Modeling Joints as Surface Model
Modeling the Member Model
RFEM offers the possibility to convert thin-walled cross-sections as members to surface models. Therefore, the member model should be created first and afterwards, the corresponding members should be converted. The model which is used in this article, is shown in Figure 01 a.
It is a single hall frame where the frame joint, highlighted with an arrow in the figure, will be replaced by a surface model. The length of the members plays an important role here from two points of view.
- A surface model requires many more FE elements than a member. Therefore, it is recommended to choose the length of the member as small as possible to minimize the calculation effort and thus the duration of the calculation. Otherwise, the calculation is more precise if even more FE elements and also a big part of the member is defined as surface model.
- The conversion from member to surface model requires a good load application since the member forces have to be transferred from a node to the lines of the cross-section. To receive a load distribution as realistic as possible, the member should not be too short.
In order to meet both requirements, the general rule of the load distribution at an angle of 60 ° can be used. The largest width of the cross-section should be applied at least as length for the area of the load application.
Figure 02 shows the comparison of three modeled frame joints in one section which has been applied at the half cross-section width w. The reference value is the von Mises equivalent stress. It is clearly evident that there are still bigger differences between option 1 with single and option 2 with double cross-section width with the length l. For more than the triple length in option 3, the differences can be hardly seen. Therefore, it is recommended to apply the double cross-section width as length to be on the safe side. The same applies to the girder. In the interests of simplification, a cut was not performed and the entire taper was used.
Since the column should be continuous, it has to be extended upwards by one more member. The member length should be selected in such a way that it protrudes at least over the taper, because it will be cut down to the right length later. The modified frame joint is shown in Figure 01 b.
Creation of the Surface Model
The members can now be converted to surface models. By right-clicking a member, the "Generate Surfaces" menu will open. The created model has, however, various intersections. Moreover, end plates, ribs and also a correct inclination of the column at the top are missing.
First of all, the intersections should be edited. The tool "Connect Lines/Members" can be used here. If two intersecting surfaces are selected, intersection points at the boundary lines at the interection are created. It would be also possible to create an intersection and to convert them to a line. The end points of the taper can be then moved to these new points as shown in Figure 03.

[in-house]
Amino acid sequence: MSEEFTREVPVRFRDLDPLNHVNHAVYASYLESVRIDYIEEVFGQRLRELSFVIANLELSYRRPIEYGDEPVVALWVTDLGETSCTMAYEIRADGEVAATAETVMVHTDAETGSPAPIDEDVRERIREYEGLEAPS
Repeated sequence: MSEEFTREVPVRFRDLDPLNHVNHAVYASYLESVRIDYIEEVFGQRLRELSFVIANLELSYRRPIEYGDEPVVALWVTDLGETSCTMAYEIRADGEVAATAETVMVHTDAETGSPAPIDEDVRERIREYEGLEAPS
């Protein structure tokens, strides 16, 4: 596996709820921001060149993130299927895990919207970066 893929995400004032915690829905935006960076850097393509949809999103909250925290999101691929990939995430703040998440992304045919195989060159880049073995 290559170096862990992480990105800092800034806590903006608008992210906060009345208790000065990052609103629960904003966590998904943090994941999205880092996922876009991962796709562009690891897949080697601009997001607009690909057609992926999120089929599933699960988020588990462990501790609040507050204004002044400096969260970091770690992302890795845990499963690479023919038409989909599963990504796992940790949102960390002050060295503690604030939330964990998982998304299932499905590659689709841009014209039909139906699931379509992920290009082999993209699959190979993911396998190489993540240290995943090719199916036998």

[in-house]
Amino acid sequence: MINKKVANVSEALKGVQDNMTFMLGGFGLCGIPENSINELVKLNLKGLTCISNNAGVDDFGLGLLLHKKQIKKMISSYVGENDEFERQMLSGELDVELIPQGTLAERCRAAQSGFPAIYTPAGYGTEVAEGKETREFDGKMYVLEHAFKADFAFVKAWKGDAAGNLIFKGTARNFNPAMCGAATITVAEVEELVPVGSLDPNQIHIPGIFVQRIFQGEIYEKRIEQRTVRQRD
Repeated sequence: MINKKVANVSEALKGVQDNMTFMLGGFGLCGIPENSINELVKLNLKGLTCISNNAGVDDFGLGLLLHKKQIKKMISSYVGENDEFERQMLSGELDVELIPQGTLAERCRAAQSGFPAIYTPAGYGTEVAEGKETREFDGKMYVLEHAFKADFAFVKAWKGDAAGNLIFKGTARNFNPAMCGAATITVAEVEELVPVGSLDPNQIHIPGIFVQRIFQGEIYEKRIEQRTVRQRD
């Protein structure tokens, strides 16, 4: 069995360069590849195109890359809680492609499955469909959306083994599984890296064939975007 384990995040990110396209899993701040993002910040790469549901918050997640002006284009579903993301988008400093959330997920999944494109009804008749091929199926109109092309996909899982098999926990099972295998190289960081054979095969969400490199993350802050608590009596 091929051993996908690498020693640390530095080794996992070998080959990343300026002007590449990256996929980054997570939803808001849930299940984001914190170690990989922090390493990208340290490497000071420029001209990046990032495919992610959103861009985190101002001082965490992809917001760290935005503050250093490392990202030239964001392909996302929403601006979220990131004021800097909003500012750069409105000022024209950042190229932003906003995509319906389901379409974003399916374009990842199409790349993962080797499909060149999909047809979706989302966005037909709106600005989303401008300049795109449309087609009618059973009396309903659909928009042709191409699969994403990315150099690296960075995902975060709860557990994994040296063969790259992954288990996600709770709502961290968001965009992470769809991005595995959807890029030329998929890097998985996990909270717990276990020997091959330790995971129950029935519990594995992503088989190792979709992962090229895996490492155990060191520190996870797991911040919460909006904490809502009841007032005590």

It is possible that surfaces become incorrect or are deleted. This can be corrected later. After having deleted all unnecessary lines and nodes, a model as shown in Figure 04 should be present.
The next step is the cutting to length of the column. To display the right inclination of the taper correctly, one of the edges of the upper flange is used for the displacement vector during copying. The process is displayed in Figure 04. The upper intersection point between column and girder flange is to be copied. In the "Move/Copy" dialog box, a copy is entered and selected as vector of the start and end node of the girder flange edge. Since the girder is reduced, the value for this direction (here dY) has to be set to 0. A line between both nodes can be created now. This line also intersects the opposite flange edge of the column now. With the tool "Connect Lines/Members", it is possible to generate the intersection point.
After the correct inclination is displayed now, the new node is mirrored or copied to the other side of the column and the nodes of the column end are then moved to these new nodes (Figure 05 a). At this point, the joint between the column and the created extension can be moved to the lower edge of the taper and the additional lines for the stiffeners and the end plate can be created as shown in Figure 05 b.
Afterwards, the end plate of the taper will be created. The intersection lines between column and girder can be copied perpendicular to the column. The distance is dependent on the flange and end plate thickness. The half thickness has to be added in each case. In the present example, the flange has a thickness of 13.5 mm and the end plate a thickness of 12 mm. This results in a distance of about 13 mm. When the lines have been copied, the lines of the girder can be moved to the new nodes at the end as well (Figure 06) and the additional connection lines can be created for the end plate. After this step, the surfaces of the taper will be no longer present since the boundary lines have been changed.